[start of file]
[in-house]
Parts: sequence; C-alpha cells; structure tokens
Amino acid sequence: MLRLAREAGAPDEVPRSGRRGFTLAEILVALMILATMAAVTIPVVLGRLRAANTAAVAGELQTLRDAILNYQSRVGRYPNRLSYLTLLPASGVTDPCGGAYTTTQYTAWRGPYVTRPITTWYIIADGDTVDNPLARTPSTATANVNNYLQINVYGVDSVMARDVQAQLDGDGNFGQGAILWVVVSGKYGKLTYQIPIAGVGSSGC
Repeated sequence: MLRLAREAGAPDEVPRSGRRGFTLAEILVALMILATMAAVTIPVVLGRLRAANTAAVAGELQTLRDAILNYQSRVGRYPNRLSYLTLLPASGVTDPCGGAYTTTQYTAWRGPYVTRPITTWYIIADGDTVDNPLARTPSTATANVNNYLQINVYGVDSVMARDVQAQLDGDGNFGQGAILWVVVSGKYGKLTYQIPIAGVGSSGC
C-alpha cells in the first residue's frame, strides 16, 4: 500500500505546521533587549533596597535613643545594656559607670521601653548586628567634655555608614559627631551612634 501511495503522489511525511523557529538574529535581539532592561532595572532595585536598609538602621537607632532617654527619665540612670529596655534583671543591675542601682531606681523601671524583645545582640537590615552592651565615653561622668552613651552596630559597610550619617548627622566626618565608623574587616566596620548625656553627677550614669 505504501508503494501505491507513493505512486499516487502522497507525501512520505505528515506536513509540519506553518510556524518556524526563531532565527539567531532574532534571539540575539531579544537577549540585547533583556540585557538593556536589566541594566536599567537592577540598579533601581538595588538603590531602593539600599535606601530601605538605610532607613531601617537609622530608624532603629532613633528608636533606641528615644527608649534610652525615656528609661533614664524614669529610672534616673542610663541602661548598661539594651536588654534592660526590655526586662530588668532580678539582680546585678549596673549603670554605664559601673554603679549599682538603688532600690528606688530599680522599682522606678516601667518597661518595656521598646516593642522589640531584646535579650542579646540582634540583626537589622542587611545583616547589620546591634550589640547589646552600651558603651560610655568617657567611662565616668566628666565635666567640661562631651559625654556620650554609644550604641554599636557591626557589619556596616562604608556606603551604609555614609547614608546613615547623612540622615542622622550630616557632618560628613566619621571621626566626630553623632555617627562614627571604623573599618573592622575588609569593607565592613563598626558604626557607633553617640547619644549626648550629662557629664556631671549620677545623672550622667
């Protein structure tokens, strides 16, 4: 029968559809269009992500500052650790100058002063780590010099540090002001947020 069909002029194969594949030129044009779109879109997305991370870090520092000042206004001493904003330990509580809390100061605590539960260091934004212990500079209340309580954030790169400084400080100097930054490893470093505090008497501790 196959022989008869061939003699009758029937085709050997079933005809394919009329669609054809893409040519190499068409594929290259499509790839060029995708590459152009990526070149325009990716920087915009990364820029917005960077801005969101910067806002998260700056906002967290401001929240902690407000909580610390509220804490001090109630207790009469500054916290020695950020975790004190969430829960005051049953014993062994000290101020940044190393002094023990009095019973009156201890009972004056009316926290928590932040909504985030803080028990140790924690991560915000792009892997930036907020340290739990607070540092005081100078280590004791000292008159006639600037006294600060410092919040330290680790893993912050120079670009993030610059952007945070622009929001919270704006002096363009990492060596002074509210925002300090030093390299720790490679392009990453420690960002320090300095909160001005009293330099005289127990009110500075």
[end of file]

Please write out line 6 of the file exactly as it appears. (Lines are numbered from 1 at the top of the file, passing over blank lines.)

């Protein structure tokens, strides 16, 4: 029968559809269009992500500052650790100058002063780590010099540090002001947020 069909002029194969594949030129044009779109879109997305991370870090520092000042206004001493904003330990509580809390100061605590539960260091934004212990500079209340309580954030790169400084400080100097930054490893470093505090008497501790 196959022989008869061939003699009758029937085709050997079933005809394919009329669609054809893409040519190499068409594929290259499509790839060029995708590459152009990526070149325009990716920087915009990364820029917005960077801005969101910067806002998260700056906002967290401001929240902690407000909580610390509220804490001090109630207790009469500054916290020695950020975790004190969430829960005051049953014993062994000290101020940044190393002094023990009095019973009156201890009972004056009316926290928590932040909504985030803080028990140790924690991560915000792009892997930036907020340290739990607070540092005081100078280590004791000292008159006639600037006294600060410092919040330290680790893993912050120079670009993030610059952007945070622009929001919270704006002096363009990492060596002074509210925002300090030093390299720790490679392009990453420690960002320090300095909160001005009293330099005289127990009110500075």